The What, Why and When of Using Prototype in the Software Development Life Cycle

October 20, 2017 White Papers

There are many stages in the software development life cycle (SDLC) including planning, design, development, testing, and maintenance. The most important aspect when it comes to the overall success of the product or solution is the planning phase. This is when the customer, product owner, and development team all get together to discuss goals, needs, budget and a timeline for the project. Software prototyping

One of the keys to success in the planning stage is to come up with a prototype prior to development. Why is creating a prototype so important? That’s what we discuss in this white paper: the What, the Why, and the When of prototyping.

WHAT is a software prototype?

The simplest explanation for the term prototype is a model or simulation of a real product. When applying prototype development to software, it refers to creating an application that displays the main functionality of what will be the finished product.

To get a better idea of the prototype concept, think of a fashion designer sketching a dress and then creating a sample using a muslin on a dress form. The muslin creation demonstrates the overall look and feel of what the dress will look like, but it is not yet a finished product with the actual fabric, beading, trim, etc. Seeing the prototype may cause the fashion designer to go back and change some of the initial aspects of the design in order to produce a better outcome.

A software prototype model comes in many different forms. It can model an entire system with real data or just basic functionality and screens using sample data. One of the most commonly used classifications is based on the fidelity of the prototype.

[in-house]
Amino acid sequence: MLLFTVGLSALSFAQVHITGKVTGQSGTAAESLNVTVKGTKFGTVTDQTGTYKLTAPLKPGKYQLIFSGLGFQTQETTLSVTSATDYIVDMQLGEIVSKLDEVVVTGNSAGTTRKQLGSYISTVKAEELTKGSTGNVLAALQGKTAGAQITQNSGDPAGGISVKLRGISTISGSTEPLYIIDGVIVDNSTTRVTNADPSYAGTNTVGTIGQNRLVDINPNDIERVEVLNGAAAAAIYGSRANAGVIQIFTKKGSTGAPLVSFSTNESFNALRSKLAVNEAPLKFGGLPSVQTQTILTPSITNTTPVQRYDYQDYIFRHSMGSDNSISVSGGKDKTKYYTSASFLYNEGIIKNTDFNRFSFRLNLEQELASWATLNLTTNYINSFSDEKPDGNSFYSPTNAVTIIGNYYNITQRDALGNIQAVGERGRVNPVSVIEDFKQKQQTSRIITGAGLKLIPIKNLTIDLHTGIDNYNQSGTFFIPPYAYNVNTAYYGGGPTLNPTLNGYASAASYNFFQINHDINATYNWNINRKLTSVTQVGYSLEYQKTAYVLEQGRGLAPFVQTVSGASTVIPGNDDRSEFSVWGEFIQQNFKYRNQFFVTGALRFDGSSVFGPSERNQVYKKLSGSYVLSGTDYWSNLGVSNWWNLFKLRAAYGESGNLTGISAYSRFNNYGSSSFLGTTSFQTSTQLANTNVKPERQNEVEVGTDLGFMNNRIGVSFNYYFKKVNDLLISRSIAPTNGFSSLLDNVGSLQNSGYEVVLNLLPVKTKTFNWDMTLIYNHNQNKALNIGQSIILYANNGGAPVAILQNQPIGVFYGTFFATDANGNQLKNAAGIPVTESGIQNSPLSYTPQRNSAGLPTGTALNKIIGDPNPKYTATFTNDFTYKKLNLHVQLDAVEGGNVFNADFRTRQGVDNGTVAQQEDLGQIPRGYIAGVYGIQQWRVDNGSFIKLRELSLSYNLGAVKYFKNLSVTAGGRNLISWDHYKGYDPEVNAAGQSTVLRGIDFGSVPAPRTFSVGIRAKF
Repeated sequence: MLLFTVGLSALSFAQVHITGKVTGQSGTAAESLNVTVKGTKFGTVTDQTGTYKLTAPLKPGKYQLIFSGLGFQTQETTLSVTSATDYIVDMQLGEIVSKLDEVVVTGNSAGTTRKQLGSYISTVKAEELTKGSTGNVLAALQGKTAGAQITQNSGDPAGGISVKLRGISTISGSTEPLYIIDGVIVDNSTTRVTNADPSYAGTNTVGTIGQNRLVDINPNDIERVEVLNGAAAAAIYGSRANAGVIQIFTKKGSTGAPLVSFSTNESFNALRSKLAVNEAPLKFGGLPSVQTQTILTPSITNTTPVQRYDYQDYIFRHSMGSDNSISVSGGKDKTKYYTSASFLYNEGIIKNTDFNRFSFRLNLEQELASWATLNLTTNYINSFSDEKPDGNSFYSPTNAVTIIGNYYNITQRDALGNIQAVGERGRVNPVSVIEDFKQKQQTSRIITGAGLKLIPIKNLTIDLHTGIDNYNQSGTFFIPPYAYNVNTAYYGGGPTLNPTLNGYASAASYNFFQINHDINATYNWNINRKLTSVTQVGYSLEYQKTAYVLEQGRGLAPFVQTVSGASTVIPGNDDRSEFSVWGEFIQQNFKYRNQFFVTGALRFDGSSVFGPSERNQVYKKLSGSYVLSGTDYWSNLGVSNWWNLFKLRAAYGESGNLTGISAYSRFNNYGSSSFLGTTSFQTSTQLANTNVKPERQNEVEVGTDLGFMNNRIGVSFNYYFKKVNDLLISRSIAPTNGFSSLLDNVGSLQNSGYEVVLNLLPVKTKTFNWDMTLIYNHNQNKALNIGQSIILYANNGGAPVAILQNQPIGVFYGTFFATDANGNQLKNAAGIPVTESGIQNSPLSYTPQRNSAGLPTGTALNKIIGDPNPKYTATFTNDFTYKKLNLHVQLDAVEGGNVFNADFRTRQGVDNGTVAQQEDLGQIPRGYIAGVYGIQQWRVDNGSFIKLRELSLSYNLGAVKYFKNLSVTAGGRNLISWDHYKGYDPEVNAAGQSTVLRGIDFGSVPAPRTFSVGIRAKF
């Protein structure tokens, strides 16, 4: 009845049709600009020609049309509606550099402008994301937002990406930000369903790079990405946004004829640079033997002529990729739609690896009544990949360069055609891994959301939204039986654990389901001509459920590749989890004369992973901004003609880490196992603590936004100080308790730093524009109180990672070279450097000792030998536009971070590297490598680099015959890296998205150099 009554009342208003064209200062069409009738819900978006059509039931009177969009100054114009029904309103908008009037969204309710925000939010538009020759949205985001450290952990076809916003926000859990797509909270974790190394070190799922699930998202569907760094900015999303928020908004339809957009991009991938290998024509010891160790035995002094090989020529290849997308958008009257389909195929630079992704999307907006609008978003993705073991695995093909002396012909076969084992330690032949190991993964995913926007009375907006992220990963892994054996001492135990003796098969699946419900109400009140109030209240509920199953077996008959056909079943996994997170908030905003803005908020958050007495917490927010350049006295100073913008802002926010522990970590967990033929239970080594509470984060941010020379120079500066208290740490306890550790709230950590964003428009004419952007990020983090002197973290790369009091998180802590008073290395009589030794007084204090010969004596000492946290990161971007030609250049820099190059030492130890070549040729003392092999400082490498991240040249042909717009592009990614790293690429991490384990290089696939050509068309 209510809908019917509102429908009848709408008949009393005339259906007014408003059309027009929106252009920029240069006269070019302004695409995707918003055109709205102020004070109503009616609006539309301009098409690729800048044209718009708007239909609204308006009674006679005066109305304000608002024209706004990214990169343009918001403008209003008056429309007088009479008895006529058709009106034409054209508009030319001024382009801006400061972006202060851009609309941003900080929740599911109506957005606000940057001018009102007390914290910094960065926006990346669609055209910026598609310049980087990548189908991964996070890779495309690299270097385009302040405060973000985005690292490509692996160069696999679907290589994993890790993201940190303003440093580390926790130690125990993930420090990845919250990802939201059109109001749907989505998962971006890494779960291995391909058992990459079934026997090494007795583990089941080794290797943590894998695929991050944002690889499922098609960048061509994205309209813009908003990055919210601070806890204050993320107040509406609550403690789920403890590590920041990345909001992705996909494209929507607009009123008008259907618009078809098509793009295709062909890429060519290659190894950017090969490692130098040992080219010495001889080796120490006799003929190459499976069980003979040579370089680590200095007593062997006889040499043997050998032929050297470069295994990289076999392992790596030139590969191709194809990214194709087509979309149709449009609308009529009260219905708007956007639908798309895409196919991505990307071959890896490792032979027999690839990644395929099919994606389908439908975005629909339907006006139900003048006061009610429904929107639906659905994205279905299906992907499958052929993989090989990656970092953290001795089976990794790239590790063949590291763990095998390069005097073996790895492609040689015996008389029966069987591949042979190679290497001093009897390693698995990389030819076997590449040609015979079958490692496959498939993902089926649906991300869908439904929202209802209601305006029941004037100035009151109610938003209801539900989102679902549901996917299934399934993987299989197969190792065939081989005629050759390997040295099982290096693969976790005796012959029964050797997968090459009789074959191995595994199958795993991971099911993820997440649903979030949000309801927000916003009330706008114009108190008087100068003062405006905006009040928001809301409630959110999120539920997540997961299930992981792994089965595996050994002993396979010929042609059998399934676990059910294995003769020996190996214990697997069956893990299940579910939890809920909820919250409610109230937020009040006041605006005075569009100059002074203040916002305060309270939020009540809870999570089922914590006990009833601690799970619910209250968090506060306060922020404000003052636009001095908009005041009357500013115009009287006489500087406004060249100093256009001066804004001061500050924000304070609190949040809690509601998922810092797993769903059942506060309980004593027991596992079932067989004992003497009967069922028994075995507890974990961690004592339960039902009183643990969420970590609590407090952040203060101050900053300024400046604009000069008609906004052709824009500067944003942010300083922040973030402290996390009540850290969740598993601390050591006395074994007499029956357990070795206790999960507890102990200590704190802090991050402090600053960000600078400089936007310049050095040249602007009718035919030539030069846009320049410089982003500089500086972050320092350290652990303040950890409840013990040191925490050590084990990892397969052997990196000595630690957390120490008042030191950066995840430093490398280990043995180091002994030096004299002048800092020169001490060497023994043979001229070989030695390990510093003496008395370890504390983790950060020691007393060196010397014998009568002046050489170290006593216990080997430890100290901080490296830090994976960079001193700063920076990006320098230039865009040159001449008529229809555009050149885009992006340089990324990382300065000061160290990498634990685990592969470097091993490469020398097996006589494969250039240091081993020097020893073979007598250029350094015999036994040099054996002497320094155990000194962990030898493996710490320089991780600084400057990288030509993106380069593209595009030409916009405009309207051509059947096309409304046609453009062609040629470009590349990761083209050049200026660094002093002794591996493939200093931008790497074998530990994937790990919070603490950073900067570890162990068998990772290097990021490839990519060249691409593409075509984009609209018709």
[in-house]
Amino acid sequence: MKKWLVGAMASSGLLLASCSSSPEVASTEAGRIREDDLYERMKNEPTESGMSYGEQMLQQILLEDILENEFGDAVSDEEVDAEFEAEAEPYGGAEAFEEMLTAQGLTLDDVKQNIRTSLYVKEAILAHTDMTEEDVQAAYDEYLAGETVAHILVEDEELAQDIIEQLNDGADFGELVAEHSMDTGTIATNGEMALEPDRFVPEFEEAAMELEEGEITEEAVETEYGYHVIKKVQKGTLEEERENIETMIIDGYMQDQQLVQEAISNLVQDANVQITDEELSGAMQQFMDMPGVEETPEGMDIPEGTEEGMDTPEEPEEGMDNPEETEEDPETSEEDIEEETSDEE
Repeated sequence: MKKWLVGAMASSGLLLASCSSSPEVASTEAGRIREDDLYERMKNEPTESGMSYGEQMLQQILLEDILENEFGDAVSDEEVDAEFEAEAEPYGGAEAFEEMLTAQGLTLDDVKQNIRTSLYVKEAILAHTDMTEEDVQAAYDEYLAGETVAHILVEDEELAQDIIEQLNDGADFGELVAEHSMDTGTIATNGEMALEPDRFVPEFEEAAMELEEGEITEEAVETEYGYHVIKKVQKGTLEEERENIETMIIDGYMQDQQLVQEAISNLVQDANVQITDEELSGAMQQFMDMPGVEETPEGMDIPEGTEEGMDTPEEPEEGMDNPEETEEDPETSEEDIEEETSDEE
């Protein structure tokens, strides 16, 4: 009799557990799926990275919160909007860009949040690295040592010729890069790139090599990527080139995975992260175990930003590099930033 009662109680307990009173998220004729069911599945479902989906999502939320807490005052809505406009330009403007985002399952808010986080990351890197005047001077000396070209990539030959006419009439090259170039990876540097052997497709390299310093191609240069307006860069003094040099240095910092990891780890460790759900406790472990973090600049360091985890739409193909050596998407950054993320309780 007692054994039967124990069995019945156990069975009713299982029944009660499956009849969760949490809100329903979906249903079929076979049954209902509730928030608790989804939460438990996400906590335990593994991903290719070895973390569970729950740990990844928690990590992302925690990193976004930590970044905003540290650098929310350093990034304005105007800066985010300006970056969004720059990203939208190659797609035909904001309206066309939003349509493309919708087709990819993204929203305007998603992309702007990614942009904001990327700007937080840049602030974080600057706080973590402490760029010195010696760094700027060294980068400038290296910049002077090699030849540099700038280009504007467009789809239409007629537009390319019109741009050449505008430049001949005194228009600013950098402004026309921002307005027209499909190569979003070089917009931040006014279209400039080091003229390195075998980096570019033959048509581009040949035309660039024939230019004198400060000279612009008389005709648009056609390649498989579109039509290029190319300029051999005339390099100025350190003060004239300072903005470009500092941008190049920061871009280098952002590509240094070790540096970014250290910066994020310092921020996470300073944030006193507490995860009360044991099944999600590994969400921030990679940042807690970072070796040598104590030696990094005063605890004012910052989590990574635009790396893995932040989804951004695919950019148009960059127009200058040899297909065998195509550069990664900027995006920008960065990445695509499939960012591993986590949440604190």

• A low-fidelity prototype is an illustrative one that can be produced quickly with the main purpose being to represent screen mockups and demonstrate the main business scenarios of the future system.
  • A middle-fidelity prototype partially simulates the future system functionality without using real data.
  • A high-fidelity prototype is fully interactive and simulates much of the future system’s functions. In some cases, a high-fidelity prototype could use real data and produce a model that becomes part of the future product.

Another approach is to classify the prototypes by two major types:

  • Throwaway prototypes are created in the early stages of the project and will be discarded and not used in the actual development of the product.
  • Evolutionary prototypes are those that could become the part of the future product.

No matter what type of the prototype you are going to create, you need to also understand the “why” and the “when” prior to planning and development.

Download the full version to learn more.

I Want to Know More

Download White-Paper